London’s mayor once called Boris Johnson’s cherished scheme a ‘white elephant’. Now he seems to have finally returned to this view
Well he’s finally done it hasn’t he? In withdrawing his backing from the Garden Bridge, Sadiq Khan has now gone full circle: from Garden Bridge opponent to supporter back to opponent. By withdrawing the vital financial guarantee behind the 366m-long bridge’s annual maintenance he’s also highly likely to turn out to be the opponent that finally killed off the scheme – it’s a position this canny and cautious mayor has certainly never wanted to be in.
Back in 2015 when he was running for office, Khan described Heatherwick and Lumley’s dream project as ‘another of Boris Johnson’s white elephant projects’ and expressed deep concern about the AJ’s findings on its procurement.
Immediately after his mayoral victory in May last year, he performed something of a U-turn and gave the project his backing, ostensibly thanks to a deal to convert £20 million of Transport for London’s contribution into a long-term loan – although observers also pointed to his need to foster relations with Garden Bridge cheerleader the London Evening Standard, whose owner Evgeny Lebedev was once described as the project’s ‘governor’.
Khan’s decision was purely about feasibility and value-for-money. It leaves open the question of what he will do about the rigged Transport for London contests
Even as he commissioned MP Margaret Hodge to conduct an independent review into the project, Khan still seemed utterly convinced by his argument that scrapping the bridge would cost more than carrying on, telling the Garden Bridge Trust in a letter in December: ‘The taxpayer will be better off if the bridge is built. As the agreements governing the public sector contribution are in the public domain, I do not see that Dame Margaret’s review could reach a different conclusion.’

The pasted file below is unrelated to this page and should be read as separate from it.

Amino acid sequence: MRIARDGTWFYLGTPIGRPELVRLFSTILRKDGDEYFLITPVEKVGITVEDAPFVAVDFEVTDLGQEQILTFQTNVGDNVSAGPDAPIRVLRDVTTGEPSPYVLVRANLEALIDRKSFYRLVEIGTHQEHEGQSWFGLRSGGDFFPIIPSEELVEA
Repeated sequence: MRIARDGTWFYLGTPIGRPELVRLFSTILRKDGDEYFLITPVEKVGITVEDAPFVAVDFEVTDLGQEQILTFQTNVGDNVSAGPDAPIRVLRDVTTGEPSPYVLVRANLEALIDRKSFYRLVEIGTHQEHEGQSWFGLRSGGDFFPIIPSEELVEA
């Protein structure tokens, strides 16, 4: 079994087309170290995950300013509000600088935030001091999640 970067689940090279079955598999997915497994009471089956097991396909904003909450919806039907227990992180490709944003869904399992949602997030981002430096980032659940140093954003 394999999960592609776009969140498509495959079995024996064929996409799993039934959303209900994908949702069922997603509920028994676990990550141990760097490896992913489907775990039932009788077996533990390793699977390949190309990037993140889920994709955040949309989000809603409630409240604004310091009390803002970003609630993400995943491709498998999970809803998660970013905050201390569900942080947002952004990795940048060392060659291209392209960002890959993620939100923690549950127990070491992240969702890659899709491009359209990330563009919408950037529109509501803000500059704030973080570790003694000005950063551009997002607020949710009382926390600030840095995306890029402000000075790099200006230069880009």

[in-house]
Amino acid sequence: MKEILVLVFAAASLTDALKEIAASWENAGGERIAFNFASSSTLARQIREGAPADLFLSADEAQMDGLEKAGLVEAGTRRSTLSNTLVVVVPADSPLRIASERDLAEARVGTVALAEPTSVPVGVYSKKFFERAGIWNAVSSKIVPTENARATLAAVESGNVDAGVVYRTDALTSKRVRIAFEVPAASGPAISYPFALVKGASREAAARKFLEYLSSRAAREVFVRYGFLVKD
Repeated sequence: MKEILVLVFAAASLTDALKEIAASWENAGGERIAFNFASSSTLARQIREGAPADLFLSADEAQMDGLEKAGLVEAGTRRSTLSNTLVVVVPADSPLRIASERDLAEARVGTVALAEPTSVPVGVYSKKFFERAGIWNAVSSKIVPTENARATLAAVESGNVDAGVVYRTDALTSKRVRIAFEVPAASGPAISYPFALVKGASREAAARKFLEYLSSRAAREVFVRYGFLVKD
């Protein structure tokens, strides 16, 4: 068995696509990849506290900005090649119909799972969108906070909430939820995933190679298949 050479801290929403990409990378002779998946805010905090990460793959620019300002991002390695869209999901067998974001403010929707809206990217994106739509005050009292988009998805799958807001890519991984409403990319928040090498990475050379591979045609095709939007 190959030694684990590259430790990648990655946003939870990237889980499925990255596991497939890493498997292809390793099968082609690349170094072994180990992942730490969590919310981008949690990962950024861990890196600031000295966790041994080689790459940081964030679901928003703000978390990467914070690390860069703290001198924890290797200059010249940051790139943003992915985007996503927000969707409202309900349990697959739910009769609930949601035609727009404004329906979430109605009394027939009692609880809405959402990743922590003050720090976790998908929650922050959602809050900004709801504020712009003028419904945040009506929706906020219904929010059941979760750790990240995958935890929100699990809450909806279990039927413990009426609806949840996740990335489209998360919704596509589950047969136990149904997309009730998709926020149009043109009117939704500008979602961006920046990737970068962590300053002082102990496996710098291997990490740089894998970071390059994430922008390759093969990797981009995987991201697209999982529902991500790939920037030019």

Well three weeks ago she did reach a different conclusion, and even went as far as urging the mayor not to sign the guarantee, a condition of the planning permissions given by Lambeth and Westminster councils.
Her verdict left Khan little wriggle room, especially since he had long promised not to spend further public money on the scheme, now forecast to cost more than £200 million if built.
His decision today was purely about feasibility and value-for-money. It leaves open the question of what the mayor will do about the rigged Transport for London contests that led to the appointments of Heatherwick Studio and Arup and the spending of millions of pounds of taxpayers’ money on these consultants.
Myself and The Architects’ Journal have been calling for there to be true accountability on this cronyism and shady procurement for two-and-a-half years now, as I told LBC presenter James O’Brien on his radio show this morning. Hodge has concurred after six months of inquiry. The facts speak for themselves and it is high time for Sadiq Khan to act upon them.